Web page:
UK Car Sales Suffer Due to Brexit and Diesel Slump

Following a peak of 2.7 million sales in 2016, the UK market has been dropping steadily ever since,
and 2019 has shown car sales to be at their lowest for six years.
However, this wasn’t the only disappointment faced by the British motor industry, as figures
released by the Society of Motor Manufacturers and Traders has shown that carbon emissions are
above the current regulatory limits.
Mike Hawes, the chief of SMMT has stated that change in the industry is vital. As well as there being
a change to the way vehicles are tested, there has been a drop in the purchase of diesel vehicles,
there has also been an increased in the purchasing of sports cars and SUVs.
The International Energy Agency has stated that the increased fuel use of SUVs was the second-
largest contributor to co2 emissions between 2010 and 2010.
A New Approach to co2 Emissions Causes Confusion
The lowering of co2 emissions is currently being counteracted by the new Worldwide Harmonised
Light Vehicle Test Procedure (WLTP) which is an EU standard and replaces the NEDC regulations.
WLTP employs real-world testing as opposed to the tests carried out using lab rigs. Despite the good
intentions of WLTP, it can be confusing consumers looking to ensure that they’re purchasing an
efficient vehicle.
Prior to September 2017, cars being sold via a dealership would have the old NEDC (New European
Driving Cycle) test. During the transition period, cars approved before September 2017 would
continue to have co2 emissions reviewed under NEDC.
Cars that are certified under the new WLTP test after September 2017 will have co2 emission values
from both tests. Although this sounds straightforward, it can mean that consumers looking for
efficient vehicles could find the whole ordeal confusing.
This confusion is amplified further when you consider that there could be more congestion charges
for vehicles entering city centres, and if a consumer is unable to ascertain the co2 emissions
beforehand, then journeys could become very expensive.
Despite many being under the impression that cars using diesel are detrimental to the environment,
the SMMT has stated that several improvements have been made since 2011 that make diesel
vehicles more efficient.
While it’s true the diesel engines produce NOx, new diesel vehicles have been fitted with filers to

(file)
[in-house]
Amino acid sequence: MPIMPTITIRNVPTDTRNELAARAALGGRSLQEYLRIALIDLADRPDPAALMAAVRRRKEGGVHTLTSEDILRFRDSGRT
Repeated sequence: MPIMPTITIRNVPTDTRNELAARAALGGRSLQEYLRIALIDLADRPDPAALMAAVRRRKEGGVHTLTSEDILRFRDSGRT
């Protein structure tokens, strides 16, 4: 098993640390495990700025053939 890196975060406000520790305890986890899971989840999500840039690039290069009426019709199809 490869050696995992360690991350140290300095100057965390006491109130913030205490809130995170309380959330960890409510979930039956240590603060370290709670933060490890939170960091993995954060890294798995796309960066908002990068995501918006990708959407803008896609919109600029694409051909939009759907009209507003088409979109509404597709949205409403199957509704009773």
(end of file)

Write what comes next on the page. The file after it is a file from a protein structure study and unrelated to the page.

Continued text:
clean up these particles. It’s also worth noting that the European emissions standard, Euro 6,
dictates how NOx can be produced.
Brexit injects More Uncertainty into the British Motor Industry
As well as the concerns surrounding the vehicle emission, there are also concerns surrounding the
outcome of Brexit. Not only do manufacturers have to ensure that vehicles being manufactured
meet the requires of the EU emission guidelines but must hope that the British government is able
to strike a deal before departing the EU.
A no-deal Brexit could mean that the sourcing of parts internationally becomes an expensive if not
impossible endeavour which will do little to increase the prospects of the British motor industry.
What Is Needed for the Motor Industry to Thrive?

Despite the drop in the sale of diesel vehicles, there has been a surge of internist in alternatively
fuelled vehicles such as hybrids. As some of the uncertainty surrounding the industry is due to
politics and the outcome of Brexit, it’s important that the British government puts plans in place that
helps instil confidence in the market.
The last thing that consumers want to do is purchase a vehicle, only to find that it doesn’t meet with
requirements and guidelines moving forward.
The surge of interest in electric vehicles can be considered a good sign that people are keen to lower
their emissions, the UK government must ensure that there is confidence among consumers to
invest in such technology.
Although the technology is available, the uncertainty of the motor industry as a whole means that
manufacturers of electric vehicles are stalling in relation to the UK, simply because the demand is
outstripping the vehicles available.
Not only does this cause problems in relation to commerce, but it also means that those searching
for a new vehicle feel like they’re being pushed from pillar to post when looking for a vehicle that
conforms to the new regulations.
There is a forecast that GDP growth will increase by 1.3%, this is still the lowest since the financial
crisis.